SWEEP: Average landfill tip fees increased in 2016
- The average cost of tipping a ton of waste at a U.S. landfill increased to nearly $49 at the end of 2016, up 1.5% from $48 at the same point in 2015, according to the Solid Waste Environmental Excellence Protocol (SWEEP) team.
- Regional trends remained the same, with the highest costs in the Northeast and the lowest in the West. Approximate average tip fees at the end of 2016 were $78 in the Northeast, $57 in Pacific states, $48 in the Midwest, $41 in the Southeast and $35 in the West.
- Average landfill costs for construction and demolition debris increased from approximately $38 to $40 over the same period, which is seen as a reflection of a growing real estate market and new construction.
SWEEP was formally launched last fall with the goal of bring a standardized measurement and assessment system to the waste and recycling world in the way that LEED has done for green buildings. Rob Watson, founder of both programs, explained the details to Waste Dive at the time and said the goal was to move the industry toward thinking more about life-cycle rather than tonnage. This aligns with ideas that were promoted by the outgoing Environmental Protection Agency administrative team and have been receiving more discussion throughout the industry.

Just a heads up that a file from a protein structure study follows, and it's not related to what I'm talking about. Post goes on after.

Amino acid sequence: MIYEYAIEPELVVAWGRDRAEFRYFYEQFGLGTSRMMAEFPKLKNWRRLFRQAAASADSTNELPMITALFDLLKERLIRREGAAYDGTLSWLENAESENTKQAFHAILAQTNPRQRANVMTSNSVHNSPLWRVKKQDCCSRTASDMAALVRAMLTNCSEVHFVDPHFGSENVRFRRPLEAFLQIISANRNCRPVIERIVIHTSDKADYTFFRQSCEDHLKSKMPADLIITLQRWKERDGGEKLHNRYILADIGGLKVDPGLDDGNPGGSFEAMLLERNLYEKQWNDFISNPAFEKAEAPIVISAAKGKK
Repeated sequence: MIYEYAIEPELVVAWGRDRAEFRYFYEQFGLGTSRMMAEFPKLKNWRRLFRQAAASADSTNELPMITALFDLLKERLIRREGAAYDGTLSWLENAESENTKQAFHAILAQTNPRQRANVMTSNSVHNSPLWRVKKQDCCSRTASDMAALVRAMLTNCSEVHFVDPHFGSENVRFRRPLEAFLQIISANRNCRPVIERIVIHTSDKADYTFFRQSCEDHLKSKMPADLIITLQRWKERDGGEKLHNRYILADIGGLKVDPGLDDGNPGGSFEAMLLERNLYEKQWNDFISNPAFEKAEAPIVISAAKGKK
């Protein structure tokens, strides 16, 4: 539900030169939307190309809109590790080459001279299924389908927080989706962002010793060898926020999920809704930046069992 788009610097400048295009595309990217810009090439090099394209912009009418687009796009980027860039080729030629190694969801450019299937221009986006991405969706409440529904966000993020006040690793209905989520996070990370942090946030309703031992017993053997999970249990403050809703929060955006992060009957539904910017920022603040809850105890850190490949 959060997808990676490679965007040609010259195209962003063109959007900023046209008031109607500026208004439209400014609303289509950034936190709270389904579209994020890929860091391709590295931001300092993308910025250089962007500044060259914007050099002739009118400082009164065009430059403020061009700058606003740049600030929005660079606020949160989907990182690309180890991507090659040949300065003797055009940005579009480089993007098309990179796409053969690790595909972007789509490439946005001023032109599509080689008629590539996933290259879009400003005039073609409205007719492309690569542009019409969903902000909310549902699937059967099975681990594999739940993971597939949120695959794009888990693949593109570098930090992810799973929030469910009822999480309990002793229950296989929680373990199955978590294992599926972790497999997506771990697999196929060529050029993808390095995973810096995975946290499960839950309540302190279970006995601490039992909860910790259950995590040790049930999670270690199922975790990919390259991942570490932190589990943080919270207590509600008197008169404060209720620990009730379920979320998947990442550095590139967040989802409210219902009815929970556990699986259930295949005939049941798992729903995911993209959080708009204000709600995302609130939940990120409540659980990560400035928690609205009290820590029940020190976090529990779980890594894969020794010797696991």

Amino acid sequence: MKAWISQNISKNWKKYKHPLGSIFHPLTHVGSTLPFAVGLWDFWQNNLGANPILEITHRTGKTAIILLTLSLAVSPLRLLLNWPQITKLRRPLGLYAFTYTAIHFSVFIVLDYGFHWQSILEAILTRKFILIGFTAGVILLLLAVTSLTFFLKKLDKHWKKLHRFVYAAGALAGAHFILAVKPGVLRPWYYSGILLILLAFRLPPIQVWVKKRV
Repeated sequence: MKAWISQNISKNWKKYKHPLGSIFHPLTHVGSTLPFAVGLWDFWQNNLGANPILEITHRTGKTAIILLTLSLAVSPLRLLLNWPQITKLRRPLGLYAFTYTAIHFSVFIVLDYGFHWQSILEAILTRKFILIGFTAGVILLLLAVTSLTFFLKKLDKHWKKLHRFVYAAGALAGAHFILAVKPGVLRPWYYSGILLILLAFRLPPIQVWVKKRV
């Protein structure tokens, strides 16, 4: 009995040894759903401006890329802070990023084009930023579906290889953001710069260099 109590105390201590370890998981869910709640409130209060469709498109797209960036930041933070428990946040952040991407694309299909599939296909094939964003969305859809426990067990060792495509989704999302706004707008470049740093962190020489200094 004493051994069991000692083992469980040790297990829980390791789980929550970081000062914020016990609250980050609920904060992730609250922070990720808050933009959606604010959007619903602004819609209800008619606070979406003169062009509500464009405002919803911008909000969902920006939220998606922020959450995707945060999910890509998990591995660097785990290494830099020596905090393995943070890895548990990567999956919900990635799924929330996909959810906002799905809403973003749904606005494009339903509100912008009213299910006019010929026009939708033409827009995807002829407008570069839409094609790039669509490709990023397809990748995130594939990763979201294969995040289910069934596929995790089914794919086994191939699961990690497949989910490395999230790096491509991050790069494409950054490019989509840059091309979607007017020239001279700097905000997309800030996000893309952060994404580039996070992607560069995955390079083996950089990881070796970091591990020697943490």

The first step in the long process of establishing SWEEP is to get a better understanding of what is currently happening in the industry. Research from organizations such as the Environmental Research & Education Foundation (EREF) shows that national waste statistics are higher than EPA estimates though regional trends are similar. More open space in the West and Midwest allow for many decades of cheap landfill capacity, which has made it hard for the U.S. to move away from this practice in the way that some other countries have.
Yet this range in average tipping fees has established a pattern of the Northeast exporting its waste to other states where residents have been voicing opposition and in some cases even shutting down imports entirely. While some Northeast states have found ways to manage their own waste through new diversion programs, others are running into capacity issues. Based on this latest cost analysis that dynamic is likely to continue unless a new more universal approach is taken to help states better manage their own waste.
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